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I'm modding a FPS game by adding a 2 player co-op multiplayer to an otherwise completely single player game.

One game instance acts as the host and I try to implement the synchronization of the gamestate as host-authority. The host does a full game state sync every 3 seconds, and inbetween, the host and client mostly exchange small diffs.

The client mostly asks the host to perform certain activities, such as building, adding and removing to/from chests both players can see and interact with.

For example, the player wants to add an item to a chest, so it puts the item into the chest locally, then sends a request to the host so the host does it too on its end. However, if there is a full game state sync right at the same time, the host doesn't know about the item yet, and makes the client remove the item from the chest the client just added. Of course, a bit later the host confirms the original request-to-add and both client and server see the item correctly in their inventory. The item flickers in-and-out for the client which looks confusing.

(There is a reverse problem of this where the client removes an item, the host full sync puts it back, then the acknowledgement removes it again.)

How can I work around this?

What I thought but haven't tried yet is to set a flag on the chest/item on the client so if a full sync comes between the request and acknowledgement, it is ignored by the client with respect to that particular chest/item.

enter image description here

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    \$\begingroup\$ Why send both full state syncs AND diffs? Are you finding your state is drifting out of synchronization using only the diffs? If so, that seems to be the root problem to solve. \$\endgroup\$
    – DMGregory
    Jun 5, 2022 at 13:29
  • \$\begingroup\$ The mod is work-in-progress. At least half of the game's interactions don't have a diff yet. The full sync acts as a safety net. I asked about the case to assess if it can be solved with minimal coding right now. Or, as you said, there can't be any resolution until all diffs are in place, which may take some time. \$\endgroup\$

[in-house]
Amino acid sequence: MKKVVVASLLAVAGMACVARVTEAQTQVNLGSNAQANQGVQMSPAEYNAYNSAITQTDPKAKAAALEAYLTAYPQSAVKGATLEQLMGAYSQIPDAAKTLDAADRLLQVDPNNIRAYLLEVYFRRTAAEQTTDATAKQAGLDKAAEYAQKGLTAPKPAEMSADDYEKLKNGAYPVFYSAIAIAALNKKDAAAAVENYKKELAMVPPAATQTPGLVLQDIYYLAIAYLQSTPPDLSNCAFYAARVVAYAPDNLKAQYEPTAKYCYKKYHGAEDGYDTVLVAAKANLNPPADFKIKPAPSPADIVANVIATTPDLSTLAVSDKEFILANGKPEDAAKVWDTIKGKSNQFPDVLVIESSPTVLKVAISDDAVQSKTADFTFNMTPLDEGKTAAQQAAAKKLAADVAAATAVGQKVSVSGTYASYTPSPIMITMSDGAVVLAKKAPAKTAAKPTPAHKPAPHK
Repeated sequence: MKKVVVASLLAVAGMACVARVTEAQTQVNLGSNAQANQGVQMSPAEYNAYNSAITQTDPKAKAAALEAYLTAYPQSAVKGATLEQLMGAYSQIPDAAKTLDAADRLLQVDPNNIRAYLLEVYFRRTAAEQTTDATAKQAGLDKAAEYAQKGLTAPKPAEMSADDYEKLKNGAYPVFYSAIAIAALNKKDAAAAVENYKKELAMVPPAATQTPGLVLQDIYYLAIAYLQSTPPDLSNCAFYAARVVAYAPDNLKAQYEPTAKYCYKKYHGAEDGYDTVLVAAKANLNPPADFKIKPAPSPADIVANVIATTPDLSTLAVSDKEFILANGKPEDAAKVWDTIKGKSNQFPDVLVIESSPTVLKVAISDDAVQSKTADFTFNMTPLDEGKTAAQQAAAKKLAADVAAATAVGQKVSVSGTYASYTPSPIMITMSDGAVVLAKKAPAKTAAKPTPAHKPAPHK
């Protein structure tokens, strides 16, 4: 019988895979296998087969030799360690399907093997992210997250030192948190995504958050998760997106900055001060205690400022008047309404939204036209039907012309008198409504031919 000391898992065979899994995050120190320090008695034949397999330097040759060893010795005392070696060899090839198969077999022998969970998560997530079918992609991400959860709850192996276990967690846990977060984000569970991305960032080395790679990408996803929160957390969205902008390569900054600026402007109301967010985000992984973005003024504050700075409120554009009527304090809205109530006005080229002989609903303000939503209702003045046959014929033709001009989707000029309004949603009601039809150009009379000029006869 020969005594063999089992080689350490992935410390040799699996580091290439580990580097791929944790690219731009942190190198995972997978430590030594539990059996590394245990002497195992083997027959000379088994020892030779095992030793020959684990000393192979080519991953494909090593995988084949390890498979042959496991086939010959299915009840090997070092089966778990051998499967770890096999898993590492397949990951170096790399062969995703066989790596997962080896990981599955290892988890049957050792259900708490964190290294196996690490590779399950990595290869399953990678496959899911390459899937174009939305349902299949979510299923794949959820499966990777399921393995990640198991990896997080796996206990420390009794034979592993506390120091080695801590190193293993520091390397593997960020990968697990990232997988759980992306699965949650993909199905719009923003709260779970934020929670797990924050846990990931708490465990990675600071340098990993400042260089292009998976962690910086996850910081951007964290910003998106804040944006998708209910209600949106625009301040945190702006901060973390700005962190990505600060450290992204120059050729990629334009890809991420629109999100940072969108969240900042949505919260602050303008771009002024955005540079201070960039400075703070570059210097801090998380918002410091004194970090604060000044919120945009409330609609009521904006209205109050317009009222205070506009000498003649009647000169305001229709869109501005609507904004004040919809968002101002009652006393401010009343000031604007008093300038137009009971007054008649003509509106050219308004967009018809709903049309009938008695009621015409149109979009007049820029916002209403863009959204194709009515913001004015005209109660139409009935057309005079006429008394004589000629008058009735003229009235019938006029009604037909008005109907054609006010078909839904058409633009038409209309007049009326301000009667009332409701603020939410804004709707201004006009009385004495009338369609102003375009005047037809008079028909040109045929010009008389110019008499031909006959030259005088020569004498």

– akarnokd
    Jun 5, 2022 at 16:22

3 Answers 3

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Assuming you are using a network protocol that has guaranteed delivery (so either TCP or UDP with a guaranteed delivery layer on top), you don't need to do full inventory syncs.

All you need to do is send the complete inventory when the character enters the game and then update the content with incremental AddItem/RemoveItem messages during the game session.

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  • \$\begingroup\$ Thanks. I ended up doing something like this back then. Now not my problem as the game is going to receive official multiplayer run through Unity.Netcode. \$\endgroup\$
    – akarnokd
    Feb 1 at 17:47
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You usually want to assume that the client is "truthful" until proven otherwise by the host. What I would do in this case is this:

When the client puts an item on the chest, I would put a timer on the client's side to not be overwritten by the host until one cycle of synchronization has taken place.

That way, the client's actions won't get deleted until the next cycle.

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As MariaA highlighted, it's crucial not to fully trust players in the game.

Make certain the client doesn't locally add the item to the chest. The item should only appear in the chest once the server approves it.

I would also recommend modifying the synchronization process for this. Rather than updating every 3 seconds, it's more efficient to have the client wait for the server to notify it of any changes.

If implementing those change requires adjusting your codebase, it's advisable to invest the extra effort for the future integrity of the game.

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